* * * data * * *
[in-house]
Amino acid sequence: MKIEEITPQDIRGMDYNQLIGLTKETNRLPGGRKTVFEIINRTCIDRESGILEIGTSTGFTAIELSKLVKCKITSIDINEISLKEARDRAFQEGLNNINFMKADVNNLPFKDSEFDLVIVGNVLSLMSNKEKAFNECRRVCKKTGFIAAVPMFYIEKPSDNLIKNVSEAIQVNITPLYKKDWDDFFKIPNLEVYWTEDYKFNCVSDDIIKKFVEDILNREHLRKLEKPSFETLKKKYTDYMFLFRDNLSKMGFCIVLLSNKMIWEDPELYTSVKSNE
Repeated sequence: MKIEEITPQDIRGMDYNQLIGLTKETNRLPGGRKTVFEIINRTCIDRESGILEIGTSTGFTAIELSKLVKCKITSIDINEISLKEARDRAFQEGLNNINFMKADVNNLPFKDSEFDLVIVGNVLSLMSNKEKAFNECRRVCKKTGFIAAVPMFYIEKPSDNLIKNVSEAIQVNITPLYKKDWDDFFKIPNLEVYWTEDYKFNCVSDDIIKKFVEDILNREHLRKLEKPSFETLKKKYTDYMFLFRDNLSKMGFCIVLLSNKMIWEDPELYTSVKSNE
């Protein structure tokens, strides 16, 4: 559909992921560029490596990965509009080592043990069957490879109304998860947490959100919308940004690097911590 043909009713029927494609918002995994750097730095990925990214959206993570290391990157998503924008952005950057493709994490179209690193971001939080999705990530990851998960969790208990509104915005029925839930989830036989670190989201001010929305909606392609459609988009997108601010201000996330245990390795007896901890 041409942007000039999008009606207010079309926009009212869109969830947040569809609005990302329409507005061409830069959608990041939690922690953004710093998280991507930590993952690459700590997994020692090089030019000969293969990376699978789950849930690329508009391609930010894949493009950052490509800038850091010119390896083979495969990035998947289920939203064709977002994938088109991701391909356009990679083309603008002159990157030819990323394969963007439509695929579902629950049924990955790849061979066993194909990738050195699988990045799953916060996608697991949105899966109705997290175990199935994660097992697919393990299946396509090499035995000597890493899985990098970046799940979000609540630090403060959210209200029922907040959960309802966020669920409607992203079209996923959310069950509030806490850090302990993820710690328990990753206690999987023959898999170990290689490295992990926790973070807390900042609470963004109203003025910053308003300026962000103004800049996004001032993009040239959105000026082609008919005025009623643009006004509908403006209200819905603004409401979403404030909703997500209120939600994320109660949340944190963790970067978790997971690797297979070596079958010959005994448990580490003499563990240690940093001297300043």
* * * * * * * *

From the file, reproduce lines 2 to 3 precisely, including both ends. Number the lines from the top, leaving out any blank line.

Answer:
Amino acid sequence: MKIEEITPQDIRGMDYNQLIGLTKETNRLPGGRKTVFEIINRTCIDRESGILEIGTSTGFTAIELSKLVKCKITSIDINEISLKEARDRAFQEGLNNINFMKADVNNLPFKDSEFDLVIVGNVLSLMSNKEKAFNECRRVCKKTGFIAAVPMFYIEKPSDNLIKNVSEAIQVNITPLYKKDWDDFFKIPNLEVYWTEDYKFNCVSDDIIKKFVEDILNREHLRKLEKPSFETLKKKYTDYMFLFRDNLSKMGFCIVLLSNKMIWEDPELYTSVKSNE
Repeated sequence: MKIEEITPQDIRGMDYNQLIGLTKETNRLPGGRKTVFEIINRTCIDRESGILEIGTSTGFTAIELSKLVKCKITSIDINEISLKEARDRAFQEGLNNINFMKADVNNLPFKDSEFDLVIVGNVLSLMSNKEKAFNECRRVCKKTGFIAAVPMFYIEKPSDNLIKNVSEAIQVNITPLYKKDWDDFFKIPNLEVYWTEDYKFNCVSDDIIKKFVEDILNREHLRKLEKPSFETLKKKYTDYMFLFRDNLSKMGFCIVLLSNKMIWEDPELYTSVKSNE